I hope you realize that the answer is no. Nowhere that you can look are we really the one body that we are called to be. We, both in this church, and in this community, and in this world, are greatly divided. Think it doesn’t matter? Hear these words from this morning’s reading again: “If you give no thought (or worse, don’t care) about the broken body of the Master when you eat and drink, you’re running the risk of serious consequences. That’s why so many of you even now are listless and sick, and others have gone to an early grave. If we get this straight now, we won’t have to be straightened out later on. Better to be confronted by the Master now than to face a fiery confrontation later.”

Paul is so steamed because, in his eyes, the Corinthians are acting like Christ’s life and death has not changed their relationships with each other. Think about that for a second. What should the life and death of Christ mean for our relationships to each other?

Paul reminds us that in our own words and actions we enact the Master’s Death. Not just at this table, but in all things that we do. Every time we choose to do anything other than lift others up, we’re diminishing Christ’s death. Every time we choose to think about ourselves instead of the good of the whole, we make Christ’s death less significant. Every time we allow petty grievances to stop us from being one body, we are becoming part of the crowd that cheered for Christ’s crucifixion. For Paul, and for us, the question becomes “What kind of remembrance do you want to be a part of?”

Patrick McCormick, a Catholic Priest, wrote one of my favorite books on Communion, says this “ To break bread with others is a sign of communion, solidarity, and friendship, and a recognition of the common dignity and worth of those with whom we eat.”

To break bread worthily, we must address and overcome and divisions in our churches and societies, tearing apart the practices that keep us apart.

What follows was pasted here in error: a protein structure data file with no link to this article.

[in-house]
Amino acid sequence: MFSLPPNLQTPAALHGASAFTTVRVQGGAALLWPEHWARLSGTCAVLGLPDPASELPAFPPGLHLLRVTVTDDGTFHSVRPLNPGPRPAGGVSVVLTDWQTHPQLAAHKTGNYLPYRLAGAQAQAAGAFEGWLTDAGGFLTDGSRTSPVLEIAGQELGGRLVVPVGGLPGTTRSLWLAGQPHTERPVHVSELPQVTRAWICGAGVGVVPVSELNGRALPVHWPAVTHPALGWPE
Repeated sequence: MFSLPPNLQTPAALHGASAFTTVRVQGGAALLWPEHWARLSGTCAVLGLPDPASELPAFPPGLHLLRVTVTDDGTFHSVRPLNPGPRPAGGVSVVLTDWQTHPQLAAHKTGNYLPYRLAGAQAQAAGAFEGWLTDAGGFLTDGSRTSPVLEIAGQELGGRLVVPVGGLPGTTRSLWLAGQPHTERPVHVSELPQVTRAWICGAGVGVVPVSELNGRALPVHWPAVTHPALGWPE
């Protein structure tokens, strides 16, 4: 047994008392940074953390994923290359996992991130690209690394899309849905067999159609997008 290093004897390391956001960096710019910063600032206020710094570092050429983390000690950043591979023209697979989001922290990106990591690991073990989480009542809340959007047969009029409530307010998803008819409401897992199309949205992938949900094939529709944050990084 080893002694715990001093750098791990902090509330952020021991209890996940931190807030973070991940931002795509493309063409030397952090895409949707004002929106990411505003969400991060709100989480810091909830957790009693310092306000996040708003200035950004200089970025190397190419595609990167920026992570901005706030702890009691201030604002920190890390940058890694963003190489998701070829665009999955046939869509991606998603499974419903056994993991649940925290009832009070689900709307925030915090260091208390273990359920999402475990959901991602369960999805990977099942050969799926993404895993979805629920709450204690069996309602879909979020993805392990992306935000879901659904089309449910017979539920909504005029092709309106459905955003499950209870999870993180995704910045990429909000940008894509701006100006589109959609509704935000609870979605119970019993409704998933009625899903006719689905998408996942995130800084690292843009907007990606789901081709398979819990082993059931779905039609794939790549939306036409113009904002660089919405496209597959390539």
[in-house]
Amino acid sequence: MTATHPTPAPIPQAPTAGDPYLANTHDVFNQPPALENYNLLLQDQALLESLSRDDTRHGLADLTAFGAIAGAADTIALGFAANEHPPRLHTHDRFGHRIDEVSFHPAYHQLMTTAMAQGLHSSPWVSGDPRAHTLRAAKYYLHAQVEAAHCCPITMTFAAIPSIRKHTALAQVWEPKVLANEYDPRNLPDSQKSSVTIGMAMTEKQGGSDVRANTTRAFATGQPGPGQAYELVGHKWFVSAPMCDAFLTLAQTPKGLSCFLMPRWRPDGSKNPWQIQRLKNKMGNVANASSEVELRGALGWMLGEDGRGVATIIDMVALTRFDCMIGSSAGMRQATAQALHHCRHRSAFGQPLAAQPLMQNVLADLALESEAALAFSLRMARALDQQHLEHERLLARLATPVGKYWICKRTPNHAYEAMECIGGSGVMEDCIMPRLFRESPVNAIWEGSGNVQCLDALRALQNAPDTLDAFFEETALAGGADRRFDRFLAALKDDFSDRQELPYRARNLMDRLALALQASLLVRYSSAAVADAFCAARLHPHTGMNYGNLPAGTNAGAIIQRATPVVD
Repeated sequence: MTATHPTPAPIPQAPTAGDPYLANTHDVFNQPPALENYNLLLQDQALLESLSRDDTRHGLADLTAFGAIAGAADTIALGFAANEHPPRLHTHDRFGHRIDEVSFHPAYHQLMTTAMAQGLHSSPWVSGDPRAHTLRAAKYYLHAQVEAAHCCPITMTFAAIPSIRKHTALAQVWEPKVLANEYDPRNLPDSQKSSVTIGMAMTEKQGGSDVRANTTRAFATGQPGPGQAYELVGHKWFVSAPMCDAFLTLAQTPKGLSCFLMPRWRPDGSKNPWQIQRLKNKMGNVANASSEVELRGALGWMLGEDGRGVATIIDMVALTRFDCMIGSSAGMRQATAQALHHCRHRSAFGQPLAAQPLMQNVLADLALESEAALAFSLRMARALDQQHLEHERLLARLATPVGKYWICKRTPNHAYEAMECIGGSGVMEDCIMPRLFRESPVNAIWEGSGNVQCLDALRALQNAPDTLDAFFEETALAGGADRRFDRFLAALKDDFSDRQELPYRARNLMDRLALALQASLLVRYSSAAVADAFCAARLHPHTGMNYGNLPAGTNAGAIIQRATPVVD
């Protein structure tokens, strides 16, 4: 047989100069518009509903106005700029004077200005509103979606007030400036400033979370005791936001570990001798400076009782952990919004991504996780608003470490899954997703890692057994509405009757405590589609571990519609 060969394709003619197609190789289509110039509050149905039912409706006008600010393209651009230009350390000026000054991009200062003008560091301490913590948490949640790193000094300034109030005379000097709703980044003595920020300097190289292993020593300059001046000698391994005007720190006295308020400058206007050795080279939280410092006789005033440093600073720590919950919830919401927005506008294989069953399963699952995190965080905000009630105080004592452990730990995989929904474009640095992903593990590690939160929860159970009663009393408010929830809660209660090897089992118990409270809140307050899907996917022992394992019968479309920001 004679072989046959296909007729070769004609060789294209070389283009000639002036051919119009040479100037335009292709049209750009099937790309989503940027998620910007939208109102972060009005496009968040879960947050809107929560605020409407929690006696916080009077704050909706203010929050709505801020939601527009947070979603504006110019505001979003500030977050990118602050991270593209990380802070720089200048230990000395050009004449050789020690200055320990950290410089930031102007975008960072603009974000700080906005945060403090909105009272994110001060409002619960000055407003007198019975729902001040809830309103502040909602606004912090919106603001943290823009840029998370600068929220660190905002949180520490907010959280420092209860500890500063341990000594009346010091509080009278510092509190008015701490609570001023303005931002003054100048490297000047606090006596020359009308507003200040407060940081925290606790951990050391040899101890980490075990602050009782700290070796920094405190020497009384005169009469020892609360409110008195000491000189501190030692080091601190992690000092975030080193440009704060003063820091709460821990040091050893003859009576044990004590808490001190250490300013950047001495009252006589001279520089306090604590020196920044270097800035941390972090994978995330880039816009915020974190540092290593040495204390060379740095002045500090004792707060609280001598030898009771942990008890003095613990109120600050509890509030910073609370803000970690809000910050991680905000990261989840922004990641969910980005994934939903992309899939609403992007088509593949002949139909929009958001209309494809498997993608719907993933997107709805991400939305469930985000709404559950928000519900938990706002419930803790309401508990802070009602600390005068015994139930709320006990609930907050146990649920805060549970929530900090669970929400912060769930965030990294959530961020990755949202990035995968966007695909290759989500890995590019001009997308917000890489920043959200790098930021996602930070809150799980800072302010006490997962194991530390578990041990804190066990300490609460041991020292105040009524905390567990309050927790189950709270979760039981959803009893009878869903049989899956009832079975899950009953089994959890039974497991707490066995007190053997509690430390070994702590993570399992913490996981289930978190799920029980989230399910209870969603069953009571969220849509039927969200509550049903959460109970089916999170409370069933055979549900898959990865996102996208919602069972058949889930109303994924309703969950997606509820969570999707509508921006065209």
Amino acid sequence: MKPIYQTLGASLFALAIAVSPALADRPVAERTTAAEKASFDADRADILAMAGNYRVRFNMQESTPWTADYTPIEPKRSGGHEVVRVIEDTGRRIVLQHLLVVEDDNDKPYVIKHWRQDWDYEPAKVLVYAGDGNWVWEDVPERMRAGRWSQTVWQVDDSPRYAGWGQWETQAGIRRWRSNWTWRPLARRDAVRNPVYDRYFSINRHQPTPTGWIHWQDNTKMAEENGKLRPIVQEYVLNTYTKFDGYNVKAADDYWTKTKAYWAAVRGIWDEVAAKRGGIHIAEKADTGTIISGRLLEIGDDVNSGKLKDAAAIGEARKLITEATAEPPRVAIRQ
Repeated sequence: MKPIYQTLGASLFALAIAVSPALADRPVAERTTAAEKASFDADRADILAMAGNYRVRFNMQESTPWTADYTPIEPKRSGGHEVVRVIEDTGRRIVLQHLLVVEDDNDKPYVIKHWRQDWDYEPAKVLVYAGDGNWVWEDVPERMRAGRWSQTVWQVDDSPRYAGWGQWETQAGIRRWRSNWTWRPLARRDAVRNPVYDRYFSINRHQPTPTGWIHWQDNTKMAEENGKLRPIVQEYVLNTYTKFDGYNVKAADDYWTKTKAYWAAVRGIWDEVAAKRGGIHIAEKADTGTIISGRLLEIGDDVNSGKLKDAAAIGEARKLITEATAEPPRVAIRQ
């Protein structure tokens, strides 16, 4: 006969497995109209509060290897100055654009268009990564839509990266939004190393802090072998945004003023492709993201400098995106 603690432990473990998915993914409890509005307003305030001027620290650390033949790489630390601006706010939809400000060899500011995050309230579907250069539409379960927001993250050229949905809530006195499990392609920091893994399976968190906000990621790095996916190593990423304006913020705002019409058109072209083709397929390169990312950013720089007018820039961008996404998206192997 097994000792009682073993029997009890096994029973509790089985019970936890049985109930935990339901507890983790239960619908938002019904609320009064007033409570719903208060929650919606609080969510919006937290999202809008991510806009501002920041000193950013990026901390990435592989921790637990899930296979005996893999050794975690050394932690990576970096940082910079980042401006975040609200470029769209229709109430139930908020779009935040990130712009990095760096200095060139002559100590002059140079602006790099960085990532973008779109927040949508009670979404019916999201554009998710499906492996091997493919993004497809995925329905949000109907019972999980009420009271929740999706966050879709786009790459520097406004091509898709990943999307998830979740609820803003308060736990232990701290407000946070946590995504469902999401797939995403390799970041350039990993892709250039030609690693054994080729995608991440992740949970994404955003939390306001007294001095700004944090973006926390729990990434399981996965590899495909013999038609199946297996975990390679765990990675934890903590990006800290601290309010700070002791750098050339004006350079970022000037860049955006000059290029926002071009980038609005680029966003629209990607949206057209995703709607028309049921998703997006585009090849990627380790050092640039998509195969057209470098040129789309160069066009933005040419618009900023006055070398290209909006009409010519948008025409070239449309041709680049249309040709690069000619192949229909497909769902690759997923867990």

The celebration of the Lord’s Supper is a celebration only in as much as it is able to be a celebration for all of God’s children. For that reason, World Communion Sunday, is if nothing else, a call to action. It is a call to do SOMETHING!

It is a call to forgiveness for those that have wronged us, or have been less than we hoped for.
It is a call to extending table fellowship beyond our comfort zones.
It is a call to the unity of the church, and to recognizing what it means to be the whole body of Christ.

World Communion Sunday represents the highest hopes for peace and unity– not only within each church, but in each community, and not only that, but more globally in the whole world. It is a day that we come together to bear testimony to being a global church, united in the intense hope of the Gospel.

Today, as on all days that we celebrate communion, we are anticipating the heavenly banquet that we will one day share. Imagine for just a second what that banquet will look like.

I see faces of all colors, of all political persuasions, from all countries. I see the faces of people that I’ve loved, and the faces of those with whom I wasn’t able to see eye to eye. And when I imagine this, we’re all sitting down together, talking and laughing– as if none of those divisions matter a bit. Because the truth is, in God’s kingdom– they don’t.

Good table manners, as we see in Paul’s instructions, was about more than not talking with your mouth full. Good table manners meant dining with your companions as if you were at a banquet, as if you were all honored guests. Good table manners meant being truly hospitable, and you can’t do that if you’re snarling over your glass.

There’s a song I want to share with you called “From Boston to Bellfast”, by James Taylor. He talks about rifles and the destruction that we’ve caused with our hatred. He’s talking on a very literal level, but as you listen to the song, I hope you’ll hear it on a metaphorical level as well. I hope when you hear “God’s Rifle”, you’ll think of all the things that you’ve used to keep people at a distance, and when you hear “ancient hatred” you’ll think about the grievances that you haven’t been able to let go.

[Play song]

Today is world communion Sunday. It’s a day that we remember that Sherwood Presbyterian Church is connected to Marvin, and Mt Pisgah, and Charity, and Mt. Vernon, and Green Springs, and Church of the Apostles, and that we are connected to churches all over the world. It’s a day that we remember what it means to “Do this in remembrance of me.” It’s a day when we start to practice good table manners, because nothing ruins a good meal like poor table manners. It’s a day when we stop, and we remember that we’ve been invited to a Love Feast.

And if we take that seriously, it’s a day when we’re called to “lay God’s rifle down”, and quit worrying about what divides us.

Today is World Wide Communion Sunday. May it be so!